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What is Triskaidekaphobia?

Tricia Christensen
By
Updated Feb 28, 2024
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Triskaidekaphobia is frequently defined as the fear of the number 13. More accurately, triskaidekaphobia refers to superstitions about the unlucky nature of the number of 13. These superstitions are common in the US and in England, but they are certainly not global. Instead of triskaidekaphobia, many Asian countries have superstitions related to the number 4, called tetraphobia.

Friday the 13th is considered particularly unlucky, and a person who fears that date occurring, rather than simply the number 13 suffers from paraskavedekatriaphobia or friggatriskaidekaphobia. Whether you fear the number or the date, there are several reasons why the date is considered unlucky.

It is believed that triskaidekaphobia had to emerge after Christianity, since the first unlucky association is the belief that there were 13 guests at the Last Supper of Christ. Moreover, many believe Christ was crucified on Friday the 13th. Christians later summarized that the expulsion of Adam and Eve from the Garden of Eden took place on the 13th day at the beginning of days.

Though the word, triskaidekaphobia, didn’t come into use until the 19th century, the condition itself is dated to at least medieval times. Before that, some believed the number 13 was lucky. Fear of Fridays is also clearly established by the medieval period, especially because of its close association with Good Friday, the day upon which most Christians reflect on Christ’s crucifixion. Chaucer refers to misfortune falling on Friday, and references continue, becoming particularly prominent in the 17th century.

Evidence for superstition about the number 13 is gathered by numerous sources, not all of them credible. For example, many suggest Jacques de Molay, the head of the Knight’s Templar was arrested on a Friday the 13th, but this is in fact disputable. Some facts that may inspire triskaidekaphobia that are true is that there are several serial killers whose first and last names together contain 13 letters. Constantinople was sacked on Friday the 13th, but this was actually lucky for Christians involved in the crusades, and very unlucky for the residents of Constantinople.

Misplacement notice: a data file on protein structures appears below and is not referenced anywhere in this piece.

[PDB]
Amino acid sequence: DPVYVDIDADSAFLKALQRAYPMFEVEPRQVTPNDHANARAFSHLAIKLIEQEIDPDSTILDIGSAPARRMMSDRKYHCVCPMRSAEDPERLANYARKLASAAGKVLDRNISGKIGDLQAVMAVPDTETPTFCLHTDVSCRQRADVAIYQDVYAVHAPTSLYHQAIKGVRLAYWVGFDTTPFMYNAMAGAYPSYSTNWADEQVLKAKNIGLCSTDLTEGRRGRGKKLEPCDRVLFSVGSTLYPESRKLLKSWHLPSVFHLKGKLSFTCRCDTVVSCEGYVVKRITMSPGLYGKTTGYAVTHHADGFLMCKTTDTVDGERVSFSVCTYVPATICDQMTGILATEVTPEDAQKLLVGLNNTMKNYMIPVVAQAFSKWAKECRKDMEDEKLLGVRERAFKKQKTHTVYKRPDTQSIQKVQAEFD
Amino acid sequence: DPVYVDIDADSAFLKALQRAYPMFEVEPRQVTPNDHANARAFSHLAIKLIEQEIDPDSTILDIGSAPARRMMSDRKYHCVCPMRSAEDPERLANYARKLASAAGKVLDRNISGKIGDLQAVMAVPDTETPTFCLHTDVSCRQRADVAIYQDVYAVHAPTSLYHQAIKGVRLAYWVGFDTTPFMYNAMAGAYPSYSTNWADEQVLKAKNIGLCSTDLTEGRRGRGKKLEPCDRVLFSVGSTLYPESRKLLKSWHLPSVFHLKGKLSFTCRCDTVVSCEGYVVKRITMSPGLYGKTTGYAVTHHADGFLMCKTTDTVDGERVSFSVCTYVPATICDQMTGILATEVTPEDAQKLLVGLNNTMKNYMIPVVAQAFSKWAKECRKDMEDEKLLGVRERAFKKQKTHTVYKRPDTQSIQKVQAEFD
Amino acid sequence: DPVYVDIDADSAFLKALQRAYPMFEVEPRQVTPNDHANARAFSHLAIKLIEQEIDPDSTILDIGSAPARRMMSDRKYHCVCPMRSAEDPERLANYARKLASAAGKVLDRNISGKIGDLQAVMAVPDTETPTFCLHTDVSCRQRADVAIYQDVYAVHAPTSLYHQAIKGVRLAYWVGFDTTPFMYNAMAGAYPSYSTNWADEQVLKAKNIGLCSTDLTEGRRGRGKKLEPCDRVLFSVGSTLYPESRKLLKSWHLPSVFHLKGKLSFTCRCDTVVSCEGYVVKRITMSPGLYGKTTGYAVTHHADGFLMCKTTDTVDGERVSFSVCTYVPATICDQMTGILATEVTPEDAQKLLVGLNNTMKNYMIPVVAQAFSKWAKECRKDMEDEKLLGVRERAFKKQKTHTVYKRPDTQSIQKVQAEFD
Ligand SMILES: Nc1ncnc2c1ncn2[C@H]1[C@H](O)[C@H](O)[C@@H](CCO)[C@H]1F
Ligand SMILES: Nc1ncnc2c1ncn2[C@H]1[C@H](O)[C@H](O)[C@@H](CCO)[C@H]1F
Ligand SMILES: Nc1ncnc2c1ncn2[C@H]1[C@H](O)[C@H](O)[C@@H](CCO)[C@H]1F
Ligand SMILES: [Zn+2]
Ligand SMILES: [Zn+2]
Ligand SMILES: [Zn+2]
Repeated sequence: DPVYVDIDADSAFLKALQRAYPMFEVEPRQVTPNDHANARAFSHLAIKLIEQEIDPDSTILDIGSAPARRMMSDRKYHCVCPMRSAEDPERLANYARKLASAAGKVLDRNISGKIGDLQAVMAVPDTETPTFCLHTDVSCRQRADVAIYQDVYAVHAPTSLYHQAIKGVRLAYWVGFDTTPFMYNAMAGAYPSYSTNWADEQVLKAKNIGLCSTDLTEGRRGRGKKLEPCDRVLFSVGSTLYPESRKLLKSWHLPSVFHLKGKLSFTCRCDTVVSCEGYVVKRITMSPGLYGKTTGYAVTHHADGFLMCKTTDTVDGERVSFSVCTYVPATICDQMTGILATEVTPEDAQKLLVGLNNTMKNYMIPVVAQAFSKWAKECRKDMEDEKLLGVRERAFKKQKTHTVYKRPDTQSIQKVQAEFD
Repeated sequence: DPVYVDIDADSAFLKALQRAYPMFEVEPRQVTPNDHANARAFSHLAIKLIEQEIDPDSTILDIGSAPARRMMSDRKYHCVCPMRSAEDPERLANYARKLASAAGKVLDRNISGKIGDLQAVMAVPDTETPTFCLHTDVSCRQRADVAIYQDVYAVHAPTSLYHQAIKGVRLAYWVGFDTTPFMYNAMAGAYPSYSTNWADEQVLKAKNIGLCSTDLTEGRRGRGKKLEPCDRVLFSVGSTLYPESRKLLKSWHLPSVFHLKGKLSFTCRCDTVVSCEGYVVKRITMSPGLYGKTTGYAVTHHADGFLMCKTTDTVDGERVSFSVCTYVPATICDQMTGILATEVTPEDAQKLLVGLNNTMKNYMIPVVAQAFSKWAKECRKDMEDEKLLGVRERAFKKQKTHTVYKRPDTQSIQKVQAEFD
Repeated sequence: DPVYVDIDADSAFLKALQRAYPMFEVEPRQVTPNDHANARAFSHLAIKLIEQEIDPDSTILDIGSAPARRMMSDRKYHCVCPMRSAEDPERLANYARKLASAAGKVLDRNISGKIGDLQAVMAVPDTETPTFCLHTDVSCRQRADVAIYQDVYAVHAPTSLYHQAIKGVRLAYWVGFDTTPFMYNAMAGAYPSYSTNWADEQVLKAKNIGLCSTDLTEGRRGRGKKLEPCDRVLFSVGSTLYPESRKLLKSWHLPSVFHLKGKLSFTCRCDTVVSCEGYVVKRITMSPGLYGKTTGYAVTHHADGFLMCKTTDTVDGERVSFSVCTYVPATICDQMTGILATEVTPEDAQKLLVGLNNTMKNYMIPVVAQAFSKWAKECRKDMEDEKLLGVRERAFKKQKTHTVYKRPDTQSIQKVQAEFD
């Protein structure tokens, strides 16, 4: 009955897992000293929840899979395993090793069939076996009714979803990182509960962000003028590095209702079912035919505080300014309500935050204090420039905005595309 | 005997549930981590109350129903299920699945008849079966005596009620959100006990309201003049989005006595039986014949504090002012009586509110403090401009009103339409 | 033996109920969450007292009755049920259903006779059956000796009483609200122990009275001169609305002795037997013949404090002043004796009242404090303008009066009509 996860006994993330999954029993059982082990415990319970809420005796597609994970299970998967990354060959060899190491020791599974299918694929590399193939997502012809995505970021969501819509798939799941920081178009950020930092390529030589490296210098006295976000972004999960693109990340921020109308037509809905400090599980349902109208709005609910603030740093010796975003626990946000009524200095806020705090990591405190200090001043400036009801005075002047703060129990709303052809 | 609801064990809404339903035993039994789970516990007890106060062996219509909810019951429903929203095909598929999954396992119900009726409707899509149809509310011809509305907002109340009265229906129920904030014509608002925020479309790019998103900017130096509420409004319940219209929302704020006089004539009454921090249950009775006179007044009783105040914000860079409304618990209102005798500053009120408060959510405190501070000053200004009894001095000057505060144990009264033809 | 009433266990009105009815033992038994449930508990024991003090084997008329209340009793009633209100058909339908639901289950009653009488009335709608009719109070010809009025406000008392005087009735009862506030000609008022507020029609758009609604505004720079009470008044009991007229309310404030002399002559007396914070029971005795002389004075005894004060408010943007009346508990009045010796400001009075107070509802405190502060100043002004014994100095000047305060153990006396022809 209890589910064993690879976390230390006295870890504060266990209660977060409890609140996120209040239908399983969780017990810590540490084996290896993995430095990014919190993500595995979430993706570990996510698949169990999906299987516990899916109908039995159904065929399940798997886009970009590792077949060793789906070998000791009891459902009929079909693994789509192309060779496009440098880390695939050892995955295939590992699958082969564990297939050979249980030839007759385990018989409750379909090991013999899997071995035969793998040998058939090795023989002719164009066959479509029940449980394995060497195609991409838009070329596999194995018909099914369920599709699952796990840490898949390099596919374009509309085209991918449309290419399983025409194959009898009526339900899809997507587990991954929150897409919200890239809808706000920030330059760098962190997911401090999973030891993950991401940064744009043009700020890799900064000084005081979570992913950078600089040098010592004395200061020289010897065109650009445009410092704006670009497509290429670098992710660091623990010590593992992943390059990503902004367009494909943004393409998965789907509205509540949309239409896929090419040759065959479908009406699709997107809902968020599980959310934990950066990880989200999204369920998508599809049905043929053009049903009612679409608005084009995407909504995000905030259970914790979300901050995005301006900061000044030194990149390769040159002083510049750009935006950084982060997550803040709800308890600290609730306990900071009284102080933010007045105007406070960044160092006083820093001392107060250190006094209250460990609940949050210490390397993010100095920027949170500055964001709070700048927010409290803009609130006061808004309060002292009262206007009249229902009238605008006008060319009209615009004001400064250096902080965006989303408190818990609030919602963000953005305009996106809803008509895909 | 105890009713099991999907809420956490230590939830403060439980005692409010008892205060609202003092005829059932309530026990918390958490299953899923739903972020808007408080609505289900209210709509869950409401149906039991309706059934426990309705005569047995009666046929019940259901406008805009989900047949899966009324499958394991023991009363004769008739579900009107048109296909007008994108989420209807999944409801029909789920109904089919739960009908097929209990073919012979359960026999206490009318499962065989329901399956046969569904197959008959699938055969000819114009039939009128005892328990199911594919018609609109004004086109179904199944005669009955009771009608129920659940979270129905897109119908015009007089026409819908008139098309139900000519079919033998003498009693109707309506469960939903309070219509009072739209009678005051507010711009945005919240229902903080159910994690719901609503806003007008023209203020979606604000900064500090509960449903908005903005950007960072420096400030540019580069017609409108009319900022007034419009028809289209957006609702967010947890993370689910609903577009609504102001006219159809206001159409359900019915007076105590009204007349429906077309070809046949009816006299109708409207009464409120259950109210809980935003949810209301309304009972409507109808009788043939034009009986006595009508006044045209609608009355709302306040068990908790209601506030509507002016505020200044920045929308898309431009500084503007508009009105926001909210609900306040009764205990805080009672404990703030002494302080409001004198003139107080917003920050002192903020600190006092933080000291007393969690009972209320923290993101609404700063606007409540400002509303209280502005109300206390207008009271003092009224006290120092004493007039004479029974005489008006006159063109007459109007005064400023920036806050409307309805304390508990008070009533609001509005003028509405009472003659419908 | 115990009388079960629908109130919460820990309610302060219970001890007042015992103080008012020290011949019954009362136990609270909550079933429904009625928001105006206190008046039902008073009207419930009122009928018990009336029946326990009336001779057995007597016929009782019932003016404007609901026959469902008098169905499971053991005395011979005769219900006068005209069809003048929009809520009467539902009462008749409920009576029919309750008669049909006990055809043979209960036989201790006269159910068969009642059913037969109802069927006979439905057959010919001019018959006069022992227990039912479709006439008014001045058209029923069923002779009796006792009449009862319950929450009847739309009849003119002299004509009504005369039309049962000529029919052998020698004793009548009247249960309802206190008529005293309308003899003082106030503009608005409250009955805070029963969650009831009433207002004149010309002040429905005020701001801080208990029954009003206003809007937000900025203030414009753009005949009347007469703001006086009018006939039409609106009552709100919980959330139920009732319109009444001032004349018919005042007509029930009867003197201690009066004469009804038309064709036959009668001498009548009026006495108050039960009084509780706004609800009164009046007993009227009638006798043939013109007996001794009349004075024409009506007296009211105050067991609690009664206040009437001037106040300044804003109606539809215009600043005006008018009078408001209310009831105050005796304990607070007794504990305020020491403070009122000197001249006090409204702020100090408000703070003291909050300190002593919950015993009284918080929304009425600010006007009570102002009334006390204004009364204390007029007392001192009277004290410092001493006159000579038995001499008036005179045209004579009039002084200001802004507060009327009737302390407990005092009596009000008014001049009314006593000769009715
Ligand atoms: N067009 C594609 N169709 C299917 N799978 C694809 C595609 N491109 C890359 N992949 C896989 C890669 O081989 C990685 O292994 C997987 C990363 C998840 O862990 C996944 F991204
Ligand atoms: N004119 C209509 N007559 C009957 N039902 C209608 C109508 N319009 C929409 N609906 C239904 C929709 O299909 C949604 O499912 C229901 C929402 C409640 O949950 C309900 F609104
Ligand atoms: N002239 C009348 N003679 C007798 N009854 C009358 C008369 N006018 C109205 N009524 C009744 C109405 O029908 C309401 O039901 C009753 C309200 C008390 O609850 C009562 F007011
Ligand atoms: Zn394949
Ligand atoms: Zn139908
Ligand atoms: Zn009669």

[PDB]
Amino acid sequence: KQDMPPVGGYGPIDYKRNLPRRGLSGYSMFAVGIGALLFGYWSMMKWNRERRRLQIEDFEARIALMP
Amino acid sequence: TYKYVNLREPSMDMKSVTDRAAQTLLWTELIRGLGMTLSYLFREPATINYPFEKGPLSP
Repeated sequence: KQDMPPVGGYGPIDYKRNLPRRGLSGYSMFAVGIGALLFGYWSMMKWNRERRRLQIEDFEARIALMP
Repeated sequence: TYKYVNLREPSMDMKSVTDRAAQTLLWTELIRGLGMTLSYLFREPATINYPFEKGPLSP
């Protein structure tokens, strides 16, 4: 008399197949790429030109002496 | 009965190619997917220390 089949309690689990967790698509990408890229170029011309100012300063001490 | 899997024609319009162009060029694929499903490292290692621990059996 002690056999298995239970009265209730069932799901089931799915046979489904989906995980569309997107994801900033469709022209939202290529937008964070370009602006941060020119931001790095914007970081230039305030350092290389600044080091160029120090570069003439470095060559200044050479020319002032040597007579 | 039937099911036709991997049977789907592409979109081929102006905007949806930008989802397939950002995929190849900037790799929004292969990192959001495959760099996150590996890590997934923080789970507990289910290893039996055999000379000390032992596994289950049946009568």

Due to triskaidekaphobia, or especially fear of Friday the 13th, many people do not make plans or travel on that day. Beginning a journey, physically or metaphorically on that day is considered bad luck. Many will not fly on the 13th, whether or not it occurs on a Friday, and people feel that weddings, the start of vacations, and major purchases should not occur on the 13th day of any month. Triskaidekaphobia has a strong hold on the American mindset, and economists estimate an 800-900 million US dollars (USD) is lost yearly from those avoiding any business transactions on Friday the 13th.

Triskaidekaphobia has created an interesting phenomenon in many hotels and skyscrapers. They have no 13th floor, and merely skip from 12 to 14. From a rational standpoint, of course the 13th floor exists, but is relabeled as the 14th floor. Similarly, in Asian countries where people suffer from tetraphobia, hotels and skyscrapers skip the fourth floor and relabeled it as the fifth floor.

WiseGeek is dedicated to providing accurate and trustworthy information. We carefully select reputable sources and employ a rigorous fact-checking process to maintain the highest standards. To learn more about our commitment to accuracy, read our editorial process.
Tricia Christensen
By Tricia Christensen
With a Literature degree from Sonoma State University and years of experience as a WiseGeek contributor, Tricia Christensen is based in Northern California and brings a wealth of knowledge and passion to her writing. Her wide-ranging interests include reading, writing, medicine, art, film, history, politics, ethics, and religion, all of which she incorporates into her informative articles. Tricia is currently working on her first novel.
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Tricia Christensen
Tricia Christensen
With a Literature degree from Sonoma State University and years of experience as a WiseGeek contributor, Tricia...
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